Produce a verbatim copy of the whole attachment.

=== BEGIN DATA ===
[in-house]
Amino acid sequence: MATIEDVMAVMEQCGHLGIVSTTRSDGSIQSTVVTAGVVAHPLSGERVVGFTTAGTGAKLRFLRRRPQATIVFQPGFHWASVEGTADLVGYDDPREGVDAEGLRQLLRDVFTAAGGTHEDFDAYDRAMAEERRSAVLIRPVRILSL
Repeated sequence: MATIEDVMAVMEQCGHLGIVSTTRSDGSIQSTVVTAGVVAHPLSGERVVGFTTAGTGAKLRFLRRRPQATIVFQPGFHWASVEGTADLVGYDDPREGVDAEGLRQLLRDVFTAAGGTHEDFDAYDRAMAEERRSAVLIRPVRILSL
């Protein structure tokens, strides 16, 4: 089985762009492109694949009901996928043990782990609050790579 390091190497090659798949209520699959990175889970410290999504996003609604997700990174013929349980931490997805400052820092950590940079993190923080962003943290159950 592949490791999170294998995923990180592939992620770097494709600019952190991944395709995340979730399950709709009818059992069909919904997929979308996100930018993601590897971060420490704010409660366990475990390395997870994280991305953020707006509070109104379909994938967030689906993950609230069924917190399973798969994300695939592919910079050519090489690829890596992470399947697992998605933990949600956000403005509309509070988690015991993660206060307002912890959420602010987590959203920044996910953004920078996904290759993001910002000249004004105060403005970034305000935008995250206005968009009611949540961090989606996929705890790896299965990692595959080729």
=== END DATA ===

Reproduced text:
[in-house]
Amino acid sequence: MATIEDVMAVMEQCGHLGIVSTTRSDGSIQSTVVTAGVVAHPLSGERVVGFTTAGTGAKLRFLRRRPQATIVFQPGFHWASVEGTADLVGYDDPREGVDAEGLRQLLRDVFTAAGGTHEDFDAYDRAMAEERRSAVLIRPVRILSL
Repeated sequence: MATIEDVMAVMEQCGHLGIVSTTRSDGSIQSTVVTAGVVAHPLSGERVVGFTTAGTGAKLRFLRRRPQATIVFQPGFHWASVEGTADLVGYDDPREGVDAEGLRQLLRDVFTAAGGTHEDFDAYDRAMAEERRSAVLIRPVRILSL
């Protein structure tokens, strides 16, 4: 089985762009492109694949009901996928043990782990609050790579 390091190497090659798949209520699959990175889970410290999504996003609604997700990174013929349980931490997805400052820092950590940079993190923080962003943290159950 592949490791999170294998995923990180592939992620770097494709600019952190991944395709995340979730399950709709009818059992069909919904997929979308996100930018993601590897971060420490704010409660366990475990390395997870994280991305953020707006509070109104379909994938967030689906993950609230069924917190399973798969994300695939592919910079050519090489690829890596992470399947697992998605933990949600956000403005509309509070988690015991993660206060307002912890959420602010987590959203920044996910953004920078996904290759993001910002000249004004105060403005970034305000935008995250206005968009009611949540961090989606996929705890790896299965990692595959080729």